There is a vast and delicious world beyond common herbs like basil, parsley, oregano, cilantro—not that there's anything wrong with those herbs! If you're already regularly using fresh herbs, you're ahead of the game, but now it's time to dive into the less common herbs and see just how much they can enhance your food—and your health!
Herbs offer us far more than simply flavor. Most are full of potent antioxidant plant goodness that can boost your immunity and improve your health. Check your local farmers market for some of these, or try planting them in your own herb garden.
1. Savory – This herb comes in two varieties: summer and winter savory. Both are a terrific herb-cousin of mint. While summer is sweeter, you can use either variety when you're out of the more common herbs thyme, marjoram, or sage in stuffing, stews, soups, and any other dish that needs a subtle flavor boost. Like thyme, savory leaves contain oils that are antifungal.
2. Marjoram – A personal favorite, marjoram is a bit like oregano only sweeter. It pairs well with most Mediterranean or Italian dishes, providing a soft and rich flavor. Fresh marjoram is loaded with vitamin C, beta-carotene, vitamin A, and the antioxidants cryptoxanthin, lutein, and zea-xanthin.
3. Lovage – You may think it's parsley or celery, but lovage is stronger than both and makes a great addition to a soup stock. Add it to stews, casseroles, potato dishes, even sprinkle some into your salad. It can reduce garlicky breath if you chew on a fresh leaf, and it can help ease digestive discomfort.
4. Chervil – Like lovage, chervil is similar to parsley, but on the other side of the spectrum. It is much more mild in flavor and delicate. Use it as you would parsley (or lovage) in soups, stews, casseroles. Add it to salad dressings, mashed potatoes, and pasta dishes. Chervil contains healthy amounts of vitamins A and C, as well as calcium, iron, manganese, potassium, and zinc. It can improve digestion, clear up skin issues, boost circulation, lower blood pressure, and relieve cold and flu symptoms.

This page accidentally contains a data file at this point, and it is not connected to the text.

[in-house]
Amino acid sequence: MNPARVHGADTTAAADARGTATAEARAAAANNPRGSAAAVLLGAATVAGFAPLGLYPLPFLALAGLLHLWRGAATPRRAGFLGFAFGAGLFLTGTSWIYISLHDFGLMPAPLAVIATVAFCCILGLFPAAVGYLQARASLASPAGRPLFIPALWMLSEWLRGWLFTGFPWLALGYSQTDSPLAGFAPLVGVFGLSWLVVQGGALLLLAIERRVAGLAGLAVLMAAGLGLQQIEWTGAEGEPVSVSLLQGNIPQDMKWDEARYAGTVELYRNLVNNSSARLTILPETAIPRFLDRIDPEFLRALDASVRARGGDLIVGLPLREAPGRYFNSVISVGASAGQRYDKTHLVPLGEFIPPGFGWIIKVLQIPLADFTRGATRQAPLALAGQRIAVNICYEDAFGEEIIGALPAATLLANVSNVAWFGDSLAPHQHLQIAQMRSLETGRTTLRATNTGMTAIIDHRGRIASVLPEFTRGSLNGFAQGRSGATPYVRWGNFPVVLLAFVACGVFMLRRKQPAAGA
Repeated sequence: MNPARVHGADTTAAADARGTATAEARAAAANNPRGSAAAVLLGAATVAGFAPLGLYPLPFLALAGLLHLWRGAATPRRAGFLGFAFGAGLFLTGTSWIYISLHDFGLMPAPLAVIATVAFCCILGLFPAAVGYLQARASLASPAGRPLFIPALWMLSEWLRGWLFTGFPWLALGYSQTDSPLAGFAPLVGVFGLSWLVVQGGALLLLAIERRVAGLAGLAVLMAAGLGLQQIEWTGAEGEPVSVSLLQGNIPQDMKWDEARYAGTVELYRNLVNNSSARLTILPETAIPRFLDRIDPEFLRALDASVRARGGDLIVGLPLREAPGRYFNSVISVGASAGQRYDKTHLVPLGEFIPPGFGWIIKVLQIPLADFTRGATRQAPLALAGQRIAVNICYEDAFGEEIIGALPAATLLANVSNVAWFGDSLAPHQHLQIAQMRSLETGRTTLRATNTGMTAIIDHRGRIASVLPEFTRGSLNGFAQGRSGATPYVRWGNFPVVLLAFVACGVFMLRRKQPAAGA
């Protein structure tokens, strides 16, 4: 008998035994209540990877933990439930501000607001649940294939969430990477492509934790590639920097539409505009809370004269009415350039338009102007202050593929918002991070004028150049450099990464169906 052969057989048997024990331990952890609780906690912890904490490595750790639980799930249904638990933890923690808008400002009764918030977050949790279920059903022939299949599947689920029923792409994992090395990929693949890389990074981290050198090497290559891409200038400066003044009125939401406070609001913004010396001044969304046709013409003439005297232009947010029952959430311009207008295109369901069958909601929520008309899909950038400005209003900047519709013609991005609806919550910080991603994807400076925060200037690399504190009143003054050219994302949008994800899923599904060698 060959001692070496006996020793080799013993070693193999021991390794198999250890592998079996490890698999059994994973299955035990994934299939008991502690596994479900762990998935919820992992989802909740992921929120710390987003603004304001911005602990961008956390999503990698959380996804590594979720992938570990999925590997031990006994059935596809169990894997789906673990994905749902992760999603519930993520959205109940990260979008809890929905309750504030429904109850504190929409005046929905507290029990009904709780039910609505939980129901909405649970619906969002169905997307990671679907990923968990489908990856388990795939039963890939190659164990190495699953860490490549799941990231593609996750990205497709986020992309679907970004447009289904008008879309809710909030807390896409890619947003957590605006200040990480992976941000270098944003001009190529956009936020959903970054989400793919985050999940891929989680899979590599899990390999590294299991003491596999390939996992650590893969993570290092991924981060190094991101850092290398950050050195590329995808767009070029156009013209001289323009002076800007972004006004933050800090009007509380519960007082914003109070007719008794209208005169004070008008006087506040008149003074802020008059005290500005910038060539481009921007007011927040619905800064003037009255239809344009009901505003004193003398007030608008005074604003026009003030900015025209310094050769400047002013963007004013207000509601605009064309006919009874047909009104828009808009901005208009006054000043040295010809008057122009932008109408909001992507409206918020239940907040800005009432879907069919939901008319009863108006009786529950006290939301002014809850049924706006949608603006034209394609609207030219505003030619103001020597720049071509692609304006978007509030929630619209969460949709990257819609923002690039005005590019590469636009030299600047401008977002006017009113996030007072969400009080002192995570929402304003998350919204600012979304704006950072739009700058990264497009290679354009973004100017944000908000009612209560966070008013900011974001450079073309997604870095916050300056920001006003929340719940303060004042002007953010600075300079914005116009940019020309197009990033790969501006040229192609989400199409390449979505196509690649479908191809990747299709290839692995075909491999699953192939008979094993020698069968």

5. Purslane – Although technically an herb, you can eat purslane much like a leafy green in salads and sandwiches. It has a rich, grassy flavor and is an excellent source of essential fatty acids that are essential for healthy hair, skin, and nails and optimal brain function as well as healthy cardiovascular function. For that reason, avoid cooking it as the delicate fats can corrupt at high heat.
6. Lemon verbena – A wonderfully aromatic herb, lemon verbena can liven up a salad of vegetables or fruits like little else. Add to your favorite pesto recipes for a burst of bright lemony flavor; make it into a tea, dressing, or marinade. Muddle a few leaves into your favorite vodka, rum, or even absinthe for a wonderful cocktail. Lemon verbena can relieve digestive disturbances and difficulty sleeping; it can reduce asthmatic episodes, skin disorders and symptoms associated with colds and flu.
7. Angelica – Known more often for its medicinal effectiveness in aiding in digestion and improving circulation, angelica is also a wonderful culinary herb. With a sweet licorice-like flavor, the leaves can be added to salads of fruits or vegetables. Slice up the stem like you would celery for addition to soups, stews, and sauces.
8. Cicely – Also called sweet cicely or myrrh (though not the same as the tree that produces myrrh resin), this hardy herb is one of the main ingredients in a bouquet garni, which is used to flavor soup stocks and broths. It's slightly anise-like and delicate, but still firm in flavor. It's rich in vitamins A and C, calcium, and the minerals potassium, iron, and phosphorus. Cicely has a long history of medicinal uses for aiding in digestive relief and reducing mucous. It can induce sleep and menstruation. When the root is applied topically as a poultice, it can help treat boils and wounds.Learn more about Jill Ettinger
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